Parents sometimes underestimate the value of play. In an effort to keep their children safe and help them excel, many parents keep their children very busy in structured activities, academic pursuits, and passive activities indoors. Although reading, homework, and organized arts and sports are all important to a child’s development, so is the opportunity to play outside.
Free play helps children develop creativity and problem-solving abilities, strengthens their social skills, and helps them gain confidence as they explore their world. Play is also a great antidote to obesity, providing physical activity that makes our children strong.
“The earliest forms of physical exercise are a baby and toddler’s simple efforts to explore objects and concepts like space, distance, speed, time and weight,” explains Peter A. Gorski, MD, MPA, the chief health and child development officer for The Children’s Trust. “As children grow, play becomes the vehicle for continued activity, helping to increase coordination, strength, and skill.”
Playing indoors is also valuable, especially if you provide inexpensive playthings that encourage creativity and self-expression, such as blocks, dress-up clothes, and art supplies. But there is nothing like fresh air and sunshine to bring out the best in your child.
If you don’t take your child outdoors very often, you are not alone. A recent study found that half of the preschoolers in this country do not go outside with a parent daily to play. The study noted that outdoor activity is important to child health and development, and that improvement is needed in the interest of our children.
Resolve this year to take your children outside for some fun and games, whether in your backyard, in your neighborhood, or at a park or playground. And don’t let cold weather prevent you from letting your child play outside. Research has shown and doctors will tell you that cold weather does not cause colds or other illnesses. That is simply an “old wives’ tale.” People in cold climates such as Alaska and Canada have no more winter colds than people living in a warm climate. In fact, cold weather actually appears to stimulate the immune system, according to a study by the Army Research Institute of Environmental Medicine.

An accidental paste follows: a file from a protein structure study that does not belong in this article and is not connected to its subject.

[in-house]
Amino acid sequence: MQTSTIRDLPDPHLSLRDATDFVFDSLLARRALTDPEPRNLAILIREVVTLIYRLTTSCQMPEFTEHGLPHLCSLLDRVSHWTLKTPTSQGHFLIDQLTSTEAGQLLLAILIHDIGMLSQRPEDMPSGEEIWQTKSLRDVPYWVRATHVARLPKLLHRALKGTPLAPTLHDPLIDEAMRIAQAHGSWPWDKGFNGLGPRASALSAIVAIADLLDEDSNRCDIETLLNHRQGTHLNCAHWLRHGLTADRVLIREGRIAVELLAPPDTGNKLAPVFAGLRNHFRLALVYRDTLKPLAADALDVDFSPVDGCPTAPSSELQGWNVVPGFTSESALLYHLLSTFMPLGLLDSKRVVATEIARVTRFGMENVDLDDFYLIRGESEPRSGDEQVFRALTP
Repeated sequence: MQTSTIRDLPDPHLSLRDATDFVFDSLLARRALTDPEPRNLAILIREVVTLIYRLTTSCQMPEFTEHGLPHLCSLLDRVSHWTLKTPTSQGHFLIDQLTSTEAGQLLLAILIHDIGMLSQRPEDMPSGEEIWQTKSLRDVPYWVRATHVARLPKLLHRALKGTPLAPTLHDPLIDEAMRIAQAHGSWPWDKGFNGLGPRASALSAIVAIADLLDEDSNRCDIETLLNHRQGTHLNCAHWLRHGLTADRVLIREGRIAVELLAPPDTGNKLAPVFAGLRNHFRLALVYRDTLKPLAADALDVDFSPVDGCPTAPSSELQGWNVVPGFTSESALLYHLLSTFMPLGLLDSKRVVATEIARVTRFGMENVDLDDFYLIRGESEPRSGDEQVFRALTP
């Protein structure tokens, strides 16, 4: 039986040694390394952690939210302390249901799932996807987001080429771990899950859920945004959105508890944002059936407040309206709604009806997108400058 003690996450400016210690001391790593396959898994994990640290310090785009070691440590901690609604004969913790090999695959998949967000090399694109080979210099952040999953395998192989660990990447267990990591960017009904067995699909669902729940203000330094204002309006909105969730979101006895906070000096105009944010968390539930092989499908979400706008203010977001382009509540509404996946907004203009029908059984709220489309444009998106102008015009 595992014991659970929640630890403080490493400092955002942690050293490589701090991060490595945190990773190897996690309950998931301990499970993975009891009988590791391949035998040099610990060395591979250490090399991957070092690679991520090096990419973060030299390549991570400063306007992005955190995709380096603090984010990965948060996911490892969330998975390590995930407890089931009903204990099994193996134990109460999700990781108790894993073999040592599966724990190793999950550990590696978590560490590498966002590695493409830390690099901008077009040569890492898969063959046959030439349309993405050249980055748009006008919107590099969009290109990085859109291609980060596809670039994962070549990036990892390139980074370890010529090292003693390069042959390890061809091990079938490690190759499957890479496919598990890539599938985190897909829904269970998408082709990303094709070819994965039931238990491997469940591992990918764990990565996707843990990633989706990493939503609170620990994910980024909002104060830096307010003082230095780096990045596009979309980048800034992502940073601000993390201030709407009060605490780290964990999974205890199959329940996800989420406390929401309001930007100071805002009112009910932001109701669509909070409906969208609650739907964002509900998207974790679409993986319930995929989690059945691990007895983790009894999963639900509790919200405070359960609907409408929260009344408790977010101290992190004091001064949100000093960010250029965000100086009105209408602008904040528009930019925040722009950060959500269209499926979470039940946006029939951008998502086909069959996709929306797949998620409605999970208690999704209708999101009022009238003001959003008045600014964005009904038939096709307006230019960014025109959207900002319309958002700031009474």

Letting children play outside is a great strategy if a parent is trying to encourage more physical activity. When prompted to play outside, children naturally engage in physical activities that they enjoy, Dr. Gorski says. “This remains true throughout adult life,” he says. “Ask anyone who has engaged in exercise because they felt they had to, as opposed to folks who pursue an active lifestyle because that brings them pleasure. The former are likely to stop and start repeatedly with unsatisfying results. The latter group weaves physical activity into their lives naturally and playfully as they pursue their favorite hobbies.” If children see play as something fun, they will be much more likely to engage in some form of regular physical activity their whole lives.
The fact that playing outside is so critical to a child’s development is the reason many pediatricians and child development experts are worried about the trend in some school systems across the country to cut back or eliminate recess. Free play outdoors is a learning activity if supervised properly.
The earlier you start encouraging physical activity, the more natural it will be for your children — and the greater the likelihood they will stay active through their teen years and into adulthood.
One of the keys is not to get too serious. It should be all about fun. “Playing together is a great way to keep kids interested in being active,” says Suzanna Rose, PhD, executive director of the School of Integrated Science & Humanity at Florida International University. “We teach parents that they don’t need expensive equipment or a big backyard to play active games. The secret is to make active games and play a part of the child’s daily routine.”